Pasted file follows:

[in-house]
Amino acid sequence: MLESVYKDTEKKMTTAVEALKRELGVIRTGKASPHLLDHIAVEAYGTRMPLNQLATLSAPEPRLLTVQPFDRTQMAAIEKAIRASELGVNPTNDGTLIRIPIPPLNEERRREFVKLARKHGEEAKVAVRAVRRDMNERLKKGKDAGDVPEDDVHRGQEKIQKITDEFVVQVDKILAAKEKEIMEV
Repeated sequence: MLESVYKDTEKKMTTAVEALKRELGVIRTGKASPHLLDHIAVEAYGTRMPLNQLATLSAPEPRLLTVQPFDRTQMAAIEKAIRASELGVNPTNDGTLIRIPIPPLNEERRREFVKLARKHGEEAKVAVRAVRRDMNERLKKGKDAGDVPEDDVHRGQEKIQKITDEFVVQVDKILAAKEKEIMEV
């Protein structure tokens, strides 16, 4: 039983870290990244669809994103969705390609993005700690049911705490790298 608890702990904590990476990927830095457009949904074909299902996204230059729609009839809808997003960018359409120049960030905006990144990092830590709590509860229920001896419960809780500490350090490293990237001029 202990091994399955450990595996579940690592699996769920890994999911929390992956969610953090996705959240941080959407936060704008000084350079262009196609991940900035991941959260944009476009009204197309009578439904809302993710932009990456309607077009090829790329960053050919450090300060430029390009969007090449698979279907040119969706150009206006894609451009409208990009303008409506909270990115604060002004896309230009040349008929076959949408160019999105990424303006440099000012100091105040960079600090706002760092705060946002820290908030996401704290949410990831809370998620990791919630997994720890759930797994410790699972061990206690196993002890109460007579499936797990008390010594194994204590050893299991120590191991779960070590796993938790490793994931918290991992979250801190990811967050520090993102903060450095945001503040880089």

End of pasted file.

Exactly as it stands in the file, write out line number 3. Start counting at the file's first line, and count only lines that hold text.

Repeated sequence: MLESVYKDTEKKMTTAVEALKRELGVIRTGKASPHLLDHIAVEAYGTRMPLNQLATLSAPEPRLLTVQPFDRTQMAAIEKAIRASELGVNPTNDGTLIRIPIPPLNEERRREFVKLARKHGEEAKVAVRAVRRDMNERLKKGKDAGDVPEDDVHRGQEKIQKITDEFVVQVDKILAAKEKEIMEV